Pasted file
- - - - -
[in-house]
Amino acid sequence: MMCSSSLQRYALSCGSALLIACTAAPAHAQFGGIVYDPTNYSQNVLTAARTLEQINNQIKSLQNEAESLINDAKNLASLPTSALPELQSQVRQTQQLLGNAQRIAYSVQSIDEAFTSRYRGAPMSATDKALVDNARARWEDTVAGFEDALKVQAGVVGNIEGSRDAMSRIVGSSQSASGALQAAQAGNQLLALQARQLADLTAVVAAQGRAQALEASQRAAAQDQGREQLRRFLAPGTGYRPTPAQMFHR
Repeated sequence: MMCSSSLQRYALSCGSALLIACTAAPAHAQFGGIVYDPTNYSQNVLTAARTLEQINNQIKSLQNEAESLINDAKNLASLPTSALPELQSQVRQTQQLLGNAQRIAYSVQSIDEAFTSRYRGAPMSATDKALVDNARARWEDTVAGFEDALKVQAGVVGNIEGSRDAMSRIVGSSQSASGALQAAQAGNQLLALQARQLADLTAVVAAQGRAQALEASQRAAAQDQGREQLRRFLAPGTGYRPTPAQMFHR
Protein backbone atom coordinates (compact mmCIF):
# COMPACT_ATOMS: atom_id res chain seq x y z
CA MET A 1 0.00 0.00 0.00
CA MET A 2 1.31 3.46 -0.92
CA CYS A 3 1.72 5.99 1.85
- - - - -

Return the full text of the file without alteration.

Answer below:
[in-house]
Amino acid sequence: MMCSSSLQRYALSCGSALLIACTAAPAHAQFGGIVYDPTNYSQNVLTAARTLEQINNQIKSLQNEAESLINDAKNLASLPTSALPELQSQVRQTQQLLGNAQRIAYSVQSIDEAFTSRYRGAPMSATDKALVDNARARWEDTVAGFEDALKVQAGVVGNIEGSRDAMSRIVGSSQSASGALQAAQAGNQLLALQARQLADLTAVVAAQGRAQALEASQRAAAQDQGREQLRRFLAPGTGYRPTPAQMFHR
Repeated sequence: MMCSSSLQRYALSCGSALLIACTAAPAHAQFGGIVYDPTNYSQNVLTAARTLEQINNQIKSLQNEAESLINDAKNLASLPTSALPELQSQVRQTQQLLGNAQRIAYSVQSIDEAFTSRYRGAPMSATDKALVDNARARWEDTVAGFEDALKVQAGVVGNIEGSRDAMSRIVGSSQSASGALQAAQAGNQLLALQARQLADLTAVVAAQGRAQALEASQRAAAQDQGREQLRRFLAPGTGYRPTPAQMFHR
Protein backbone atom coordinates (compact mmCIF):
# COMPACT_ATOMS: atom_id res chain seq x y z
CA MET A 1 0.00 0.00 0.00
CA MET A 2 1.31 3.46 -0.92
CA CYS A 3 1.72 5.99 1.85